June 19th, 2017 by dbakevlar

So you’re going to see a lot of posts from me in the coming months surrounding topics shared by Oracle and SQL Server.  These posts offer me the opportunity to re-engage with my Oracle roots and will focus on enhancing my SQL Server knowledge for the 2014 and 2016, (2017 soon enough, too) features, which I’m behind in.

I’m going to jump right in with both feet with the topics of hints.  The official, (and generic) definition of a SQL hint is:

“A hint is an addition to a SQL statement that instructs the database engine on how to execute the statement.”

Hints are most often used in discussion on queries, but they can assist in influencing the performance of inserts, updates and deletes, too.  What you’ll find is that the actual terminology is pretty much the same for hints in SQL statements for Oracle and SQL Server, but the syntax is different.

The Optimizer and Oracle

Oracle hints were quite common during the infancy of the Oracle Cost Based Optimizer, (CBO).  It could be frustrating for a database administrator who was accustomed to the Rules Based Optimizer, (rules, people!  If there’s an index, use it!) to give up control of performance to a feature that simply wasn’t taking the shortest route to the results.  As time passed from Oracle 9i to 10g, we harnessed hints less, trusting the CBO and by Oracle 11g, it started to be frowned upon unless you had a very strong use case for hinting.  I was in the latter scenario, as my first Oracle 11g database environment required not just new data, but a new database weekly and a requirement for me to guarantee performance.  I knew pretty much every optimal plan for every SQL statement in the systems and it was my responsibility to make sure each new database chose the most optimal plan.  I had incorporated complex hints, (and then profiles as we upgraded…)

With the introduction of database version Oracle 12c, it became a sought after skill to use hints effectively again, as many new optimizer features, (often with the words “dynamic” or “automated” in them) started to impact performance beyond what was outside the allowable.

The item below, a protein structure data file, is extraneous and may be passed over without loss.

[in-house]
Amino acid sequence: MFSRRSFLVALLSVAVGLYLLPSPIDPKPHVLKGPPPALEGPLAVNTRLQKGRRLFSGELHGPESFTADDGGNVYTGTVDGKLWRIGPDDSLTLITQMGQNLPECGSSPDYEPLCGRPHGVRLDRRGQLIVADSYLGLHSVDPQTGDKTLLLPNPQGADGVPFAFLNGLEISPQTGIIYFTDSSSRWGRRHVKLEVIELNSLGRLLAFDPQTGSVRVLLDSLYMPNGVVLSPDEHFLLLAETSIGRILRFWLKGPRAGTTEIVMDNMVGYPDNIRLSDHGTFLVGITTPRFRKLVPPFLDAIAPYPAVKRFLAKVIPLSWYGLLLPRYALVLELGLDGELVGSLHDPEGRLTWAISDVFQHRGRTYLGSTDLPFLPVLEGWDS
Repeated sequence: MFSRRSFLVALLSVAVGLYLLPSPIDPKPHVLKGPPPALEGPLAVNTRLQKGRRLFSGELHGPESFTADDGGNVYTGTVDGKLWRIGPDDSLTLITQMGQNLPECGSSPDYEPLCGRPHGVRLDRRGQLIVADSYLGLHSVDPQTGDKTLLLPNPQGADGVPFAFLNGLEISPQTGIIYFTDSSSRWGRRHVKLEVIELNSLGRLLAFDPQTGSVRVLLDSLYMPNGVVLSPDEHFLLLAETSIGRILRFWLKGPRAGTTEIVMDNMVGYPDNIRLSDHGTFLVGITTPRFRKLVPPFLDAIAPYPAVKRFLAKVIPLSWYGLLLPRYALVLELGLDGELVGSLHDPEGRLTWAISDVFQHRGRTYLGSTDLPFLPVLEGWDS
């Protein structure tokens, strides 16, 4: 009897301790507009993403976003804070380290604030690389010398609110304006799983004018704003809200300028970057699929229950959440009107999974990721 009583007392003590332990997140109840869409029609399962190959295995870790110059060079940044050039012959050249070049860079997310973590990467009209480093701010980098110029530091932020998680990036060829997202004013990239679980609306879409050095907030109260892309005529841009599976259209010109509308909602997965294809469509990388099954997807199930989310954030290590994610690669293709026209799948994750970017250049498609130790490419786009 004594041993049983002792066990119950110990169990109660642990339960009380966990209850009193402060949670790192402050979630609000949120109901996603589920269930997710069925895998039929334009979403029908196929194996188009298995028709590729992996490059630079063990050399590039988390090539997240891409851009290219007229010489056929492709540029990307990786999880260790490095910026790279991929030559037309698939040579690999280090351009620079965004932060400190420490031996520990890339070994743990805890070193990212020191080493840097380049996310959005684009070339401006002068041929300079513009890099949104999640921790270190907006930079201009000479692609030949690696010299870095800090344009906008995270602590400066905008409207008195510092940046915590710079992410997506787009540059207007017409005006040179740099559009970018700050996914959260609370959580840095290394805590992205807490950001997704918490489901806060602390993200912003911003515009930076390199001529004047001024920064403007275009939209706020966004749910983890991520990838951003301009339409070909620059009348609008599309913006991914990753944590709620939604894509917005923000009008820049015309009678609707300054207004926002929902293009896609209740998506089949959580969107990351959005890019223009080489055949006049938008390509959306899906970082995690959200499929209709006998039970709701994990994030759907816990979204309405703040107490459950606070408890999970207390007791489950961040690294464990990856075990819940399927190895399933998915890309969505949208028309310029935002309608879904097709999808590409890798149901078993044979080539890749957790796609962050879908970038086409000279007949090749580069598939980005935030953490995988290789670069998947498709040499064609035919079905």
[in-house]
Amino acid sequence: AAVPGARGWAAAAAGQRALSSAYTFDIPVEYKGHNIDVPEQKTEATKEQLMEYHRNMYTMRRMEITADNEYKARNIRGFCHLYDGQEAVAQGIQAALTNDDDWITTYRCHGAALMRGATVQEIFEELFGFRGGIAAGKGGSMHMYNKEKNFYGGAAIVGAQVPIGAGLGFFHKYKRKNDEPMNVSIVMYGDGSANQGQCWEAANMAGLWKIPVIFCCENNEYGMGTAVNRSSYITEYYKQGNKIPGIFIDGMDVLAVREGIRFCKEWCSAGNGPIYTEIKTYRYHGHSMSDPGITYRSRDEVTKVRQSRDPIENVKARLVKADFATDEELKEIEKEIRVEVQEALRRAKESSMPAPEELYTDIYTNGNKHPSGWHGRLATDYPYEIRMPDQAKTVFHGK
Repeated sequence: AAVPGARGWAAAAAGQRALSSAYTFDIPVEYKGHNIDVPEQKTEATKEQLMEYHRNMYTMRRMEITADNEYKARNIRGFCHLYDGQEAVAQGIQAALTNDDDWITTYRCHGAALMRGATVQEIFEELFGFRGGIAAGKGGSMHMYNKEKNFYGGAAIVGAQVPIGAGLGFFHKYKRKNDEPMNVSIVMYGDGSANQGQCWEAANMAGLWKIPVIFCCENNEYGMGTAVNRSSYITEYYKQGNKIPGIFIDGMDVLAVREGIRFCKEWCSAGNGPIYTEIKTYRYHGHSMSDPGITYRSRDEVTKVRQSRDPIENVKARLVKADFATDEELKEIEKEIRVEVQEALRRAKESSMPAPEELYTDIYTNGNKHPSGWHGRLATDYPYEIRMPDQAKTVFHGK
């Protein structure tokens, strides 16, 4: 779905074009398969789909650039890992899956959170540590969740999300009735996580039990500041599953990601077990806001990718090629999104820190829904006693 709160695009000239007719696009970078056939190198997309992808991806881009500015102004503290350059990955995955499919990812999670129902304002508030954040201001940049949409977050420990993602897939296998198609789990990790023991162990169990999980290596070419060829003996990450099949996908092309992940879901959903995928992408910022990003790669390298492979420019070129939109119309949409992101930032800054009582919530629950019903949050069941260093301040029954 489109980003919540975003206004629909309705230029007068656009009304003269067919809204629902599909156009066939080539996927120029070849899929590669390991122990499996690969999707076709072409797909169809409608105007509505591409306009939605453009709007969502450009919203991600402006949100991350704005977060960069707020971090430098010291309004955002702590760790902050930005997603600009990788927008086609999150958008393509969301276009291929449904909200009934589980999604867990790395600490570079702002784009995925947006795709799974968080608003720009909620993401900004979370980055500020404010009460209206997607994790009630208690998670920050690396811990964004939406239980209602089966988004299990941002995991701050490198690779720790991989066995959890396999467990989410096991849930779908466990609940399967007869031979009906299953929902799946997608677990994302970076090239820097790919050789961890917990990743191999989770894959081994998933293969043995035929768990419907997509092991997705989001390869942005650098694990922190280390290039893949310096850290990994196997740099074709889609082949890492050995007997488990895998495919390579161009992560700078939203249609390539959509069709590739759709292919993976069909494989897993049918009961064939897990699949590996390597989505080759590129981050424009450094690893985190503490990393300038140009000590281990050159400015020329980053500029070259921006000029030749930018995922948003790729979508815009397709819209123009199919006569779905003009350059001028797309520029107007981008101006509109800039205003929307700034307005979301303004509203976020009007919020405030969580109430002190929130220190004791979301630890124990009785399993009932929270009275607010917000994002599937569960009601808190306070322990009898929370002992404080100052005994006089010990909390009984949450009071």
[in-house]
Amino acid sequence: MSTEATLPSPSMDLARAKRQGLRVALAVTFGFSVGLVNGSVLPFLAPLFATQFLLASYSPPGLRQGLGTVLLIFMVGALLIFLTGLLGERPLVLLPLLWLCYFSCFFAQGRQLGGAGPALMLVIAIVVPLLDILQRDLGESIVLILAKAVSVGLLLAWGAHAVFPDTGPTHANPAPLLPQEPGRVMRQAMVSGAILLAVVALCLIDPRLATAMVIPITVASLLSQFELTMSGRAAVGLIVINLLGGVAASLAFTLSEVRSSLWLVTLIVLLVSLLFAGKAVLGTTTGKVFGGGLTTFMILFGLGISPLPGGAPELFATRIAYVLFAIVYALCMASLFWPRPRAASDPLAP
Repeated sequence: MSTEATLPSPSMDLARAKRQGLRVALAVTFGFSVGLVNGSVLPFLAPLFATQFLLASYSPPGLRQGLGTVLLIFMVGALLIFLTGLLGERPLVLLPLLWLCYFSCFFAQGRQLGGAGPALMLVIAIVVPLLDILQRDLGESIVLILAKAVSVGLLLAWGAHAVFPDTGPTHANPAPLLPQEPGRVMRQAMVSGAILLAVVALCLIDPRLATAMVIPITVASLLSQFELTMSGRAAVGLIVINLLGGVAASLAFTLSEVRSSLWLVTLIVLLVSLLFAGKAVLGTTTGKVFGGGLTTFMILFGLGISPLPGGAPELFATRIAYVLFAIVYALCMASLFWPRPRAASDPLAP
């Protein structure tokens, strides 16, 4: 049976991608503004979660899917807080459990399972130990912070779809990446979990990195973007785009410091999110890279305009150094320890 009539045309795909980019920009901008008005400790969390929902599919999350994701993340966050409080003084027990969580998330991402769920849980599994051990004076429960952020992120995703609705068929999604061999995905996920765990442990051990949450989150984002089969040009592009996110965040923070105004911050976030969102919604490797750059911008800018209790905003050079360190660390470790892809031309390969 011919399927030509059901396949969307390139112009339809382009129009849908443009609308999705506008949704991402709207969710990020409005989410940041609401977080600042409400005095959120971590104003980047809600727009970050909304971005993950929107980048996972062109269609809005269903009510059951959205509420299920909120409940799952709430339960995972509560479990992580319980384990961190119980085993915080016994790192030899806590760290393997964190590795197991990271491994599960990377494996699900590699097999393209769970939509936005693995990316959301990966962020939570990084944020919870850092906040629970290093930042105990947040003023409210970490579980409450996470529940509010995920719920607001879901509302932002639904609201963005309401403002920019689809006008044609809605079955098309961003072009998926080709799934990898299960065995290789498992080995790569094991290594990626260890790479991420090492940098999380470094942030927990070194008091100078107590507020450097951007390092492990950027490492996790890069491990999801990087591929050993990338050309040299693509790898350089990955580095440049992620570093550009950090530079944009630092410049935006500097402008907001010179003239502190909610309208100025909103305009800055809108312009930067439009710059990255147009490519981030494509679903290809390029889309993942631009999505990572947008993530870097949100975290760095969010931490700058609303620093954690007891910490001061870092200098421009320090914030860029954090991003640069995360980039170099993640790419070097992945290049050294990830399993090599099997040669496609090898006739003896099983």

SQL Server’s Query Optimizer

SQL Server’s optimizer took a big jump in features and functionality in SQL Server 2014.  With this jump, we started to see a new era of SQL Server performance experts with the introduction of SQL Server 2016 that moved even further into expertise with optimization, not only in collecting performance data via dynamic management views/functions, (DMVs/DMFs) but also in ability to influence the SQL Server Query Optimizer to make intelligent decisions with advanced statistics features and elevated hinting.

Hints have a more convoluted history in the SQL Server world than in the Oracle one.  I have to send some love and attention to Kendra Little after I found this cartoon she drew in regards to her frustration with the use of ROWLOCK hints:

After reading this, my plan is still to go deeper into a number of areas of performance, including the optimizers, but today, we’ll just stick to a high level difference on hinting in queries.

Hints

In our examples, we’ll focus on forcing the use of a HASH join instead of a nested loop, using an index for a specific table and a MERGE join.  Let’s say we want to use a hash join on the Employees and a merge join on the Job_history table.  We also want to make sure that we use the primary key for one of the employee ID joins, as a less optimal index usage results with lower costs even though the performance isn’t as optimal due to concurrency.

The query would look like the following in Oracle:

SELECT   /*+ LEADING(e2 e1) USE_HASH(e1) INDEX(e1 emp_emp_id_pk) 
           USE_MERGE(j) FULL(j) */
         e1.Name, j.job_id, sum(e2.salary) total_sal
FROM     employees e1, employees e2, job_history j
WHERE    e1.employee_id = e2.manager_id
AND      e1.employee_id = j.employee_id
AND      e1.hire_date = j.start_date
GROUP BY e1.first_name, e1.last_name, j.job_id
ORDER BY total_sal;

If there was a subquery as part of this statement, we could add a second set of hints for it, as each query supports its own hints in the statement after the word SELECT.

If we were to take the same statement in SQL Server, the hints would look a bit different.  Yeah, the following is about as close as I could get to “apples to apples” in hints and in TSQL, so please forgive me if it ain’t as pretty as I would have preferred it to be:

SELECT   e1.Name, j.Jobid, sum(pr.Salary) Total_Salary 
FROM     Employees AS e1, INNER MERGE JOIN Job_History AS j 
         LEFT OUTER HASH JOIN Employees AS e2
         WITH (FORCESEEK (emp_emp_id_pk(e2.EmployeeID)))
ON       e1.EmployeeID = e2.ManagerID 
WHERE    e1.EmployeeID = j.EmployeeID 
AND      e1.HireDate = j.StartDate 
GROUP BY e1.Name, j.JobID 
ORDER BY Total_Salary;

In a TSQL statement, each hint is placed at the object in the statement that its in reference to.  The hints are written out commands, (vs. more hint syntax required in Oracle) and the force seek on the primary key for Employees.

As you can see, Oracle signals a hint when put between /*+ and ending with a */.  Each requires some syntax and advanced performance knowledge, but all in all, the goal is the same-  influence the optimizer to perform in a specific way and [hopefully] choose the optimal plan.

Please let me know if you’d like to see more in this series, either by sending me an email to dbakevlar at Gmail or commenting on this post and I’m going to go start preparing for KSCOPE 2017–  Someone explain to me how it already is the end of June!! 🙂

 

 

Posted in Oracle, SQLServer Tagged with: ,

  • Facebook
  • Google+
  • LinkedIn
  • Twitter